Why We’re Not Homeschooling This Year

In the past, I’ve posted numerous times about the values of homeschooling, my passion for it, and some of the lessons our kids have learned through our homeschool experiences. I remain a passionate supporter of homeschooling. I believe in it 100%.

But we’re not homeschooling this year.

This year, we passed our 4th anniversary of life here in China. While JavaMan and I have been working hard toward fluency, we felt that our kids hadn’t made the kind of language-learning progress we expected when we moved here.

 photo firstdayofschool.jpg

And looking at things practically, we realized that the best way for our kids to not only reach fluency, but also to feel more at home in the culture in which we live, would be to attend a year at Chinese school.

Our kids have only known homeschool. They love homeschool (almost) as much as I do, and being homeschooled has become part of their identity. Facing the rigors of the Chinese school system–and entering beyond the first grade–wasn’t a challenge that any of them really desired to take on, so it has been a tough decision–on all of us.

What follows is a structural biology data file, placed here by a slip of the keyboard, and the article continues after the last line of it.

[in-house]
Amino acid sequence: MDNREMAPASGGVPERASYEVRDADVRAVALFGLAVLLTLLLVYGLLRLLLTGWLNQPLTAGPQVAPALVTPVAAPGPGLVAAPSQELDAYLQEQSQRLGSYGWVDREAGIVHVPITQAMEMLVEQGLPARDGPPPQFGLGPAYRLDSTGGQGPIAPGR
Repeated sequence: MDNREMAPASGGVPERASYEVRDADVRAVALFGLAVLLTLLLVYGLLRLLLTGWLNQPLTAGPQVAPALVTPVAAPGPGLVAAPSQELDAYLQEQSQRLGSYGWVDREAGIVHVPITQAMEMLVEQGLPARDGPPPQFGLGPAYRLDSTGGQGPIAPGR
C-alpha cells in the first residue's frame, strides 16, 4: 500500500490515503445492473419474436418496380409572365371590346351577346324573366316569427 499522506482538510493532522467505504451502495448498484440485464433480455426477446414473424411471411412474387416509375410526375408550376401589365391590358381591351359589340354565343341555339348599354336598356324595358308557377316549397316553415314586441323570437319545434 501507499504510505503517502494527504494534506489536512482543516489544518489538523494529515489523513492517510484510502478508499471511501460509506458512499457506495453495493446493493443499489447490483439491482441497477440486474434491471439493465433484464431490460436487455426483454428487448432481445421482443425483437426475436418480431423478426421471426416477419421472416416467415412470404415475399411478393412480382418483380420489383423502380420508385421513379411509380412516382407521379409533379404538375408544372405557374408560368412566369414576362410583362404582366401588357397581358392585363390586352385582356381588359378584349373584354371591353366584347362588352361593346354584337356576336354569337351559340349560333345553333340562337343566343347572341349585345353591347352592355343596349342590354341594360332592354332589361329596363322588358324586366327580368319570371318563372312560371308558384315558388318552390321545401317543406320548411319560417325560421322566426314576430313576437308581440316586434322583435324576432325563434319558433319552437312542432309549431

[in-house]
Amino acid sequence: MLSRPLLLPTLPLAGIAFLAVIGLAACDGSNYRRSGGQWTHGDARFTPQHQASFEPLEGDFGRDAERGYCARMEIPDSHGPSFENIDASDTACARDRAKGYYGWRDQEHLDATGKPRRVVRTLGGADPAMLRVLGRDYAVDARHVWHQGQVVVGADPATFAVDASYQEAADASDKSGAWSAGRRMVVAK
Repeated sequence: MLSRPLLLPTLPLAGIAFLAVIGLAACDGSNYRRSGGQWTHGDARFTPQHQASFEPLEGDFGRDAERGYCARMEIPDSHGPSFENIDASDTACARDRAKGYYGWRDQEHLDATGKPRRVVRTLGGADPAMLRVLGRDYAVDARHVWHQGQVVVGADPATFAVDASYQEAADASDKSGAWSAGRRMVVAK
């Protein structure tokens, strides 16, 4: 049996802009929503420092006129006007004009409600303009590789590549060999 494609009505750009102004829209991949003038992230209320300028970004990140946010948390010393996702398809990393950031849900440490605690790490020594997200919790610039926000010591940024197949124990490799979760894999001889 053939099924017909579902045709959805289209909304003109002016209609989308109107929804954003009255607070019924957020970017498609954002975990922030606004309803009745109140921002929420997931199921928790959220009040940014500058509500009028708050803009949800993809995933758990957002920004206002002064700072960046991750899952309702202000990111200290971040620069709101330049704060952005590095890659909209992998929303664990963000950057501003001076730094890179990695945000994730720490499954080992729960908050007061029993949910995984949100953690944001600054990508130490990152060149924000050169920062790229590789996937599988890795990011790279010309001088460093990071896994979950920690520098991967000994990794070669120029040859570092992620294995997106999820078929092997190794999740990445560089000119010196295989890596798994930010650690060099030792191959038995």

We have now, however, survived our first week. They have each entered at a grade level below their Canadian grade, but since Pumpkin would otherwise be entering middle school–an even more difficult task than primary school in China–we felt it gave them each the best chance for success. They have each begun to make friends and to sort out the daily routine.

Were we not in this special set of circumstances, we would very likely be settling in to another year of Mystery of History, Latin, and Life of Fred. We will miss all of that this year, and we will miss each other. But in the end, we believe it will be worth it.

I plan to post udpates from time to time about their year in Chinese school. Stay tuned for their further adventures.


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Taking Back the Ice Bucket Challenge

Living abroad is interesting for many reasons, not the least of which is the sense of detachment one can often feel to life “back home.” So it is that over the last few weeks, JavaMan and I have watched friends’ videos of the “Ice Bucket Challenge,” and laughed along with the rest of you at their reactions as icy water met warm bodies, but we never thought it would reach out to us here. We were wrong. Now, I’ve been nominated.